I first ran into the Green Building Initiative last March at the Northeast Sustainable Energy Association’s Building Energy conference in Boston. I picked up a slick brochure about this organization, which promised “practical and affordable” green options for builders. As it was late in the day, no one was manning the booth, so I couldn’t ask about the organization and who was behind it.
Over drinks with some green building insiders later that evening, I got the scoop on the GBI. It was chilling. Unbeknownst to me (or anyone else picking up the group’s information at this show), the GBI is funded not by the movement’s friends but by its foes, including the American Forest and Paper Association, the American Plastics Council, and the Vinyl Institute. These trade associations are fighting to weaken the U.S. Green Building Council’s LEED Rating System; each group wants its products to be included as acceptable “green” choices for buildings meeting LEED standards. If these lobbies have their way (and they have a considerable amount of money and other resources to make that happen), LEED ratings will be rendered meaningless to anyone who cares about the health and sustainability of our built environment.
As more Americans embrace green building, we’ve all known this type of co-option was inevitable. (Dismayed by the corporate atmosphere and number of truly unsustainable exhibitors at the USGBC’s Greenbuild conference in Portland last November, another good, old friend and green building pioneer said to me, “This is what we dreamed of twenty years ago. And now we’re here, and it stinks.”)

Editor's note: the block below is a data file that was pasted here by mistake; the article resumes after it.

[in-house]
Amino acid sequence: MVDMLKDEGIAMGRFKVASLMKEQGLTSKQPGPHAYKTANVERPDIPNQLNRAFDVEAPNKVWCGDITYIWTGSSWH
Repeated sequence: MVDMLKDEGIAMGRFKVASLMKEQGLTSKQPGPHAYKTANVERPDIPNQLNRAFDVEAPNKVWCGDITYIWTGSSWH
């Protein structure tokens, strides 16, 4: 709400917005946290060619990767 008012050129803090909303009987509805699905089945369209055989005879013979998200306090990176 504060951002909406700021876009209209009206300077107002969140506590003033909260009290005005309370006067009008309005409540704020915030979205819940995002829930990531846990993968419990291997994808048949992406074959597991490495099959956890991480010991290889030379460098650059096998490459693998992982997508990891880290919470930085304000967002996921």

I was reminded of all this subterfuge this morning when I opened my email and found an e-newsletter from Bill Walsh, national coordinator of the Healthy Building Network. Bill explains that the GBI is now making inroads into the American Institute of Architects, which is convening an invitation-only Sustainable Building Standards Policy Summit this Monday, July 25. Bill urges everyone to contact members of the task force (he gives addresses and emails), asking them to postpone the summit to publicize a fair and open process for determining the AIA position on sustainable building standards and to investigate whether conflicts of interest exist between AIA executives and industry trade associations. Some powerful, brilliant, and thoughtful professionals are members of this task force. If we speak, I’m certain they’ll pay attention. Let’s make an effort to stop greenwashing before it’s too late.